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    Quote Originally Posted by Devil View Post
    Very true. I have a persistent nagging desire to keep one of these fuckers loaded up in the console of my truck just for the hell of it. Could you imagine the look on the faces of the cops arriving on the scene after someone smoked a carjacker with one of those things?

    The best part is the cops could get in on the fun because they'd have to take it out and shoot it to empty it before they could take it into evidence. Ha ha.
    If you want to leave it loaded I'd recommend storing it in a Humidor. Lest the powder should flatten and become useless.

  7. #27
    His heart was visible, and the dismal sack that maketh excrement of what is eaten. supporting member
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    Quote Originally Posted by jedtex88 View Post
    If you want to leave it loaded I'd recommend storing it in a Humidor. Lest the powder should flatten and become useless.
    Well, I was kidding about that. It wouldn't make much sense to replace a Glock with that thing.

    Out of curiosity though, do you know how long the powder charge would be good for? I really don't know the answer to that. I do live in a rather humid area but not the beach or anything.

  8. #28

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    I have no idea if there is an official time table floating around. It isn't unheard of for a black powder firearm that has been loaded for decades to fire after it's primed. Then again it isn't unheard of for one to misfire after a couple of days. It all depends on if the charge has been properly sealed and how constant the temperature is.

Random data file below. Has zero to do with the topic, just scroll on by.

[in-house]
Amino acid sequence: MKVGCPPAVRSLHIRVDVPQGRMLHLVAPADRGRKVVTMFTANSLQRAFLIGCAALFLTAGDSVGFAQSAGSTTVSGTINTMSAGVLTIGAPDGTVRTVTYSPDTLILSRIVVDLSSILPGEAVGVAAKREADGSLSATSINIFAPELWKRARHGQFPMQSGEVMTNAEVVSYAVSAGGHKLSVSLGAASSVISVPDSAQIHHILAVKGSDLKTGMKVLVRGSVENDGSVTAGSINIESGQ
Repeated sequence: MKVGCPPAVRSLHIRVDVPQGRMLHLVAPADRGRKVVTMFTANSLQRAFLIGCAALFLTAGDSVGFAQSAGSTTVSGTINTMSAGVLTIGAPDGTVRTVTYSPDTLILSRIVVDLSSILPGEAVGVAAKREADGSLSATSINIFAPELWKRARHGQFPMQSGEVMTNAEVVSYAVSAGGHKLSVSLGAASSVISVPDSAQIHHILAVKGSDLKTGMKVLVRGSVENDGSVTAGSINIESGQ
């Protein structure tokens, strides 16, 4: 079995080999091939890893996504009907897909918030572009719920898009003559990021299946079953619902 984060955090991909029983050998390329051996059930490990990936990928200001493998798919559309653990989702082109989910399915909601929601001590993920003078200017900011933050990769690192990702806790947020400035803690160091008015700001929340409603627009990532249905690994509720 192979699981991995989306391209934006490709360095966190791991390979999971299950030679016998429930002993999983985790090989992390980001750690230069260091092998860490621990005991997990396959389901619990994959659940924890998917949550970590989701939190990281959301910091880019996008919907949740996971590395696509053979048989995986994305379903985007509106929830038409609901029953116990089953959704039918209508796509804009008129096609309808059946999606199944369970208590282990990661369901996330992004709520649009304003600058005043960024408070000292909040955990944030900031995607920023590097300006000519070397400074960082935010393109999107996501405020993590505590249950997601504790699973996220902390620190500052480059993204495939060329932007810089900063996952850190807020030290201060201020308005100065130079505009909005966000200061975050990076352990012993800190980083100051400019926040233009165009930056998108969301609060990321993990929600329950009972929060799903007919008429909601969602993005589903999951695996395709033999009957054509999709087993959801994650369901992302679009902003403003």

9. #29
    His heart was visible, and the dismal sack that maketh excrement of what is eaten. supporting member
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    Quote Originally Posted by jedtex88 View Post
    I have no idea if there is an official time table floating around. It isn't unheard of for a black powder firearm that has been loaded for decades to fire after it's primed. Then again it isn't unheard of for one to misfire after a couple of days. It all depends on if the charge has been properly sealed and how constant the temperature is.
    Yeah, makes sense.

  10. #30
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    Quote Originally Posted by Devil View Post
    Well, I was kidding about that. It wouldn't make much sense to replace a Glock with that thing.

    Out of curiosity though, do you know how long the powder charge would be good for? I really don't know the answer to that. I do live in a rather humid area but not the beach or anything.
    IIRC back in the day loads would go bad at random depending on weather conditions. It was one of the major reliability flaws of this type of action.

    Wild Bill Hickock had a good way of getting around it. He'd empty his guns with morning target practice and reload fresh charges every day so his powder never sat around long enough to go dud.